Why write?

I don’t usually do this, but I would like to pose a question to the public.

I’m sitting at my desk sifting through the never ending slush pile. Most of the cover letters are quite standard (which is good), but some state that they are willing to change their book to match whatever the current selling trends are at the moment. In theory, this isn’t bad. I would assume that most publishers would be more than happy to work with authors who aren’t precious about their manuscripts and who are willing to make adjustments to their work. But why would a publisher take on a book that needs a complete overhaul? Instead, I assume they would pass over that author and contract a writer whose piece is already suitable for the market.

So, where does this leave the unpublished novelist trying to break into the market?

After spending a month sifting through unpublished (and often unpublishable) material, my answer to this question is, just write what you want and then hope you can sell it to a publishing company that will put it in an appropriate market.

This may seem obvious, but I have come across a number of cover letters that suggest the author is only writing with the hopes of becoming the next John Grisham/James Lee Burke/Stephenie Meyer/Dan Brown. Whereas the manuscripts that have gone into my ‘maybe’ pile (and one ‘yes’), seem to write for other more altruistic reasons.

Here is my question to the public: Why should someone write a novel?

Please be honest, as I’d love to see all sides of the argument.


3 responses to “Why write?

  1. Over the years I’ve taken my share of creative writing classes and I love when this question is raised in class. Everyone may have a different style of writing but almost always writers write because we have to. I would write even if no one read it. I’ve been thinking about starting a blog so that my pages and pages of writing doesn’t go to waste. But also I don’t care if no one reads my work because I’d write anyway.

  2. Far be it from me to try to answer a question that took Sartre a book to answer, if I recall correctly. However, as a life-long scribbler as well as a writer of two half-decent unfinished novels and one finished but decidedly indecent Nanonovel, I would like to take the liberty of asking a corollary question: why keep writing when you don’t finish anything?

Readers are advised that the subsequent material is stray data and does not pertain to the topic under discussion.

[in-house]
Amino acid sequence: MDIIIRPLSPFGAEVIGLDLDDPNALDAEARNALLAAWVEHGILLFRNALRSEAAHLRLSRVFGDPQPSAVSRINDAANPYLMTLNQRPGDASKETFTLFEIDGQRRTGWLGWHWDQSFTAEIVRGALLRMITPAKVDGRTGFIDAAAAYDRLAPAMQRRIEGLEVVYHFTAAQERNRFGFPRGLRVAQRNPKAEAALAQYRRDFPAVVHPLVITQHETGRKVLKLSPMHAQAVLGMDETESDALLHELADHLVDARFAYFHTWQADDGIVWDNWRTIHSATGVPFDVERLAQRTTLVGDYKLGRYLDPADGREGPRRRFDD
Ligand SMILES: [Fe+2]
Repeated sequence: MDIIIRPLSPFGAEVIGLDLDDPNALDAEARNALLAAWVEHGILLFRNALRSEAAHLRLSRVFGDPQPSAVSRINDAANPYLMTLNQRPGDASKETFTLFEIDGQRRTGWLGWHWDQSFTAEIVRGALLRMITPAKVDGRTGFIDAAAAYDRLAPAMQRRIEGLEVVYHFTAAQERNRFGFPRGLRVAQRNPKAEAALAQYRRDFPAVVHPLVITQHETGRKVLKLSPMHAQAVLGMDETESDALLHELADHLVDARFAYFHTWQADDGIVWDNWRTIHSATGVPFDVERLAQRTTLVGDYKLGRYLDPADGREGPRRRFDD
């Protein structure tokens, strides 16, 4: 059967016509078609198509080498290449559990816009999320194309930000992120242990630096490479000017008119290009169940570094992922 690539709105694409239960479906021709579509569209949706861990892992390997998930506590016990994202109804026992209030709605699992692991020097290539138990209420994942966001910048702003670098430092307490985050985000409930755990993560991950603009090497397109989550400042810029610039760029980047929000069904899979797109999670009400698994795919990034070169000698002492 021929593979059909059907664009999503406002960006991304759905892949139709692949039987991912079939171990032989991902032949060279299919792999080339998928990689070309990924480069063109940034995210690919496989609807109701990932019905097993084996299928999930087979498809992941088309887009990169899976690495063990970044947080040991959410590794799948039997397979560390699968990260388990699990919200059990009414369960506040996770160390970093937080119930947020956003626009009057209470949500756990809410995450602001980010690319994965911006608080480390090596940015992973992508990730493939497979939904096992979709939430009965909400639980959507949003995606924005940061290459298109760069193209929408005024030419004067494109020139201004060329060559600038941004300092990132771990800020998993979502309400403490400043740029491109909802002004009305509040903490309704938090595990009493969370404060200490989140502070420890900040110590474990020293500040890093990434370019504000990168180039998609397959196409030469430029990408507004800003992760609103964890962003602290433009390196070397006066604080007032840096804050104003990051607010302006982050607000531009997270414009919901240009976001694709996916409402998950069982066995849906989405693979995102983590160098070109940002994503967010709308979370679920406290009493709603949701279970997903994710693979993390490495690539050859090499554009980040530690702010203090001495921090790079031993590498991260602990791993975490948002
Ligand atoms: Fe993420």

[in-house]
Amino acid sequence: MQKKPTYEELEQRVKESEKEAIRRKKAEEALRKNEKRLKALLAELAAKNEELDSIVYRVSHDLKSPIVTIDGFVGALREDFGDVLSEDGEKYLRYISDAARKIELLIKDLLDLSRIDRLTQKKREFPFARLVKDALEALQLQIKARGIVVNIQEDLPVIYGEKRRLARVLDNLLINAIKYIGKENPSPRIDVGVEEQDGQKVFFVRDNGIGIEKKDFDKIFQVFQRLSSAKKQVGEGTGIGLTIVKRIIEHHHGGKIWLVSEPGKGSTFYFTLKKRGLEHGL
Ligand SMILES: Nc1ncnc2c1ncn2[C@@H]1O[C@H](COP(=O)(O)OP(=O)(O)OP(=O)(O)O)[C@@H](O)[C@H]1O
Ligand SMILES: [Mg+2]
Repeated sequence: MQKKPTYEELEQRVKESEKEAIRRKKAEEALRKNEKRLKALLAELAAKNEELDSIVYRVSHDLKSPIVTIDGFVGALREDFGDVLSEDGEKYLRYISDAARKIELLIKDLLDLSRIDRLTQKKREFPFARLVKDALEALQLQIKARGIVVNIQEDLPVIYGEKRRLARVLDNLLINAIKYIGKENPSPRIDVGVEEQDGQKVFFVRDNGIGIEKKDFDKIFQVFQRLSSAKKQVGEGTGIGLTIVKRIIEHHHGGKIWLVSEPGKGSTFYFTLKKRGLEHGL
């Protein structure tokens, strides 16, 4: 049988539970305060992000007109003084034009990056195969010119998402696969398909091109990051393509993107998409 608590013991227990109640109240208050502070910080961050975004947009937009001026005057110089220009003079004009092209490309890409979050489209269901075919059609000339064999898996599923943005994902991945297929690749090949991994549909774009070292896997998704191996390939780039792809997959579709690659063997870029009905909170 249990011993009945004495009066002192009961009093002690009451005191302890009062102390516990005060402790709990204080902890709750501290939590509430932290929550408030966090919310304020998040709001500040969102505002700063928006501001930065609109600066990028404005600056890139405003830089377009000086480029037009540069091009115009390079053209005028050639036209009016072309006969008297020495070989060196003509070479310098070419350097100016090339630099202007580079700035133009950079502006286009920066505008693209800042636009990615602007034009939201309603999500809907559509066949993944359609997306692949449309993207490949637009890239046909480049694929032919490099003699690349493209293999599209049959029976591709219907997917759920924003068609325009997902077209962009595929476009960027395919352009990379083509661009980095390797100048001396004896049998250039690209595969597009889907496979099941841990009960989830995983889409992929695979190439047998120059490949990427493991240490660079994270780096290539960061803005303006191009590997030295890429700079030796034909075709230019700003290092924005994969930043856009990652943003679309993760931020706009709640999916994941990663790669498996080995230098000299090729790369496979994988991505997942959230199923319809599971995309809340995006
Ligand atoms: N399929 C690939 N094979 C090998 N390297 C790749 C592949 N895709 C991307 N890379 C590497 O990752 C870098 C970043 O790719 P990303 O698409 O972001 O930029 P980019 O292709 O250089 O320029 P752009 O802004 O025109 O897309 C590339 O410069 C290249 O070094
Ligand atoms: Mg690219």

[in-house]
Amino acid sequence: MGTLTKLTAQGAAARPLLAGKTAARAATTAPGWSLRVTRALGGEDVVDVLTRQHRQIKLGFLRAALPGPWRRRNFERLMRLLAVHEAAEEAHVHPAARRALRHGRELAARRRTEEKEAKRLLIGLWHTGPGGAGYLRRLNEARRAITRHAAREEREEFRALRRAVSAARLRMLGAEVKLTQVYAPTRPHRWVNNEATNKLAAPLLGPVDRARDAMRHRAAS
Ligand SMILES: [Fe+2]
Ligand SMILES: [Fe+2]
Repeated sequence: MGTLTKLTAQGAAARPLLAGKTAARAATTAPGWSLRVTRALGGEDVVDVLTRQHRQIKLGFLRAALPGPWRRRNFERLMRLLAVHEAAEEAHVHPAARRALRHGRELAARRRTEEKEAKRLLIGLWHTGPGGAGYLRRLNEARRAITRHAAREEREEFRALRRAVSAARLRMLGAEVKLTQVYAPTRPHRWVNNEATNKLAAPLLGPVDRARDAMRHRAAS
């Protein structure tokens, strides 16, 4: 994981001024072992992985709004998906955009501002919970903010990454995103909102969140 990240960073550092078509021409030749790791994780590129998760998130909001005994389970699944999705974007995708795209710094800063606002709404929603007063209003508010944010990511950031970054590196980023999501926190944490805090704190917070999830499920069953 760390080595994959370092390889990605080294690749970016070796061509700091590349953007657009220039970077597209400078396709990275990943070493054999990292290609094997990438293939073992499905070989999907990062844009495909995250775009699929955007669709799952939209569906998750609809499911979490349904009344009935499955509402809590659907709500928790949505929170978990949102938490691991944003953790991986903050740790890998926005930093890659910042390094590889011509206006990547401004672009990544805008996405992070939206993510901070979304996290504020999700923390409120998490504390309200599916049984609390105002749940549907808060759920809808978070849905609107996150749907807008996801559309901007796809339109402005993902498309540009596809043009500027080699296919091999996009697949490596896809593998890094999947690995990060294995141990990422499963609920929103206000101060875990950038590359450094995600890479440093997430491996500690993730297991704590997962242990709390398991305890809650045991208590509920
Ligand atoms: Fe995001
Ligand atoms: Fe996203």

Like the first commenter, I also write pretty much because I have to, because I can’t not write, and because when I’m not writing something crazy and dangerous starts rattling away at its cage away down in the dark somewhere of my mind. God. That sounds creepy. Doesn’t that sound creepy? God.

    The thing is, writing is no problem. It’s finishing things I start writing that’s the problem. What the fuck is that all about?

    Love this blog, btw.
    😉 xo

  3. Hi Cate. Wow, you really do bring up a good point. There are so many reasons for writing, and compulsion is often the most prevalent. But yes, why do we keep writing when nothing is ever getting finished? I’ve got boxes of half filled notebooks, and so many half of first chapters. But, it’s so easy to get distracted and not finish, or even get bored and start another project. I wish I had the concentration to write just a little bit every day, but it never seems to work that way. Anyone out there with some handy tips on how to keep writing and finally finish that big project?

    PS-Thanks for complement on the blog. Very much appreciated.

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